Erebus ransomware preys on Linux systems

Linux ransomware

Ransomware is always a troublesome matter especially if it targets a particular operating system and you happen to be the one to have it. Initially, Erebus ransomware emerged as a “universal” threat seizing Windows users files and demanding ransom. Recent analysis reveals that new version solely targets Linux system.

Linux OS users, beware!

Linux OS system, as well as Mac OS, has a certain advantage over Windows OS users as there are relatively few threats created for these systems. Thus, Erebus attack turned out to be an exceptional case. The first explanation that comes to mind is that the fraudsters found the key vulnerabilities which enable the malware wreak havoc.

In Windows case, the virus has drawn attention for its ability to bypass User Account Control (UAC) messages. Similarly, once it infiltrates into Linux devices, it exploits a similar feature and makes use of Bluetooth to continue the siege even after the PC reboot.[1]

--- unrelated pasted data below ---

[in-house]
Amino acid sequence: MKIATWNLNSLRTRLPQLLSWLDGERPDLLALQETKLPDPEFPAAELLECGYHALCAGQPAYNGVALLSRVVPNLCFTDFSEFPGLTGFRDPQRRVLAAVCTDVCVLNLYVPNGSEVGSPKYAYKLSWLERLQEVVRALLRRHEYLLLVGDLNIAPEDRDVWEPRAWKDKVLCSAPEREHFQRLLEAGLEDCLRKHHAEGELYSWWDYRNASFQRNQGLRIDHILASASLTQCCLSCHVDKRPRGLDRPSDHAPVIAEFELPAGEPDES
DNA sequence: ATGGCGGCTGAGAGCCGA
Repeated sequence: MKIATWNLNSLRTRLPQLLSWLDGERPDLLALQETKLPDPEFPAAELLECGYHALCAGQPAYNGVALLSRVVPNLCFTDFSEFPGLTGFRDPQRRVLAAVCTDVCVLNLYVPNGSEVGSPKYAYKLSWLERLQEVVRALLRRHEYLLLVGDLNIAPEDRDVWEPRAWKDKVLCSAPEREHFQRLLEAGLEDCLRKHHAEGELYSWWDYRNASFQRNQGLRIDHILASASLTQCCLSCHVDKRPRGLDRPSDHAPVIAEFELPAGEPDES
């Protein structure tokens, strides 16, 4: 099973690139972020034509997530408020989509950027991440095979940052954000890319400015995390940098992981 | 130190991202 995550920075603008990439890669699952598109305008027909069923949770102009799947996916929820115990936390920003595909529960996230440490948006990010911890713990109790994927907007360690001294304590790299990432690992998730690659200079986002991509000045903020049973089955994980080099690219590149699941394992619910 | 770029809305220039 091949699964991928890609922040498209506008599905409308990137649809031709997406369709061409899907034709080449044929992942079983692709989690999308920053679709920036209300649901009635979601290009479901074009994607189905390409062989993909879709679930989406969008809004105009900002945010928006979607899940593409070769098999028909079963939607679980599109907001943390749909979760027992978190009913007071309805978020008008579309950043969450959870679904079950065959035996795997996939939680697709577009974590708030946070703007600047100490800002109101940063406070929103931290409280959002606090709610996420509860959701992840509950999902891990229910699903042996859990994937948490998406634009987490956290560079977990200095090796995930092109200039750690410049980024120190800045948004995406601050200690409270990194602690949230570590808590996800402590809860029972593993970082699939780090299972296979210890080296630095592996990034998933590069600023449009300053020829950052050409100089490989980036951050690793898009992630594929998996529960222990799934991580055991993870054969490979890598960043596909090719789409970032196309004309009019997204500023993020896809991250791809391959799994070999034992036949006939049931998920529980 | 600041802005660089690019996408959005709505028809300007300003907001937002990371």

South Korean company struck: the virus demands 1 500 000 dollars!

While the malware emerged in the second half of last year, it came into the spotlight again this June 10 as the malware infected South Korean web hosting Nayana company. In exchange to the encoded files, the virus requires 550BTC (≈1.5 million)! Interestingly, the felons urge to pay the victim as they provided the financial proof of the company’s financial capabilities. Fortunately, the victims have negotiated for the discount – 50 BTC discount.

What should you expect?

The fact that the developers managed to capture such company as a hostage is alarming. The current Erebus version employs ROT-23 ciphering technique and targets over 433 file types[2]. The malware is also greedy when it comes to individual users – 5 BTC is a standard ransom.

While IT experts are looking or counterattack methods, users and companies should regularly update their systems. Linux users should beware of fishy links, as Erebus ransomware[3] takes the liking of spreading via malvertising.

Ugnius Kiguolis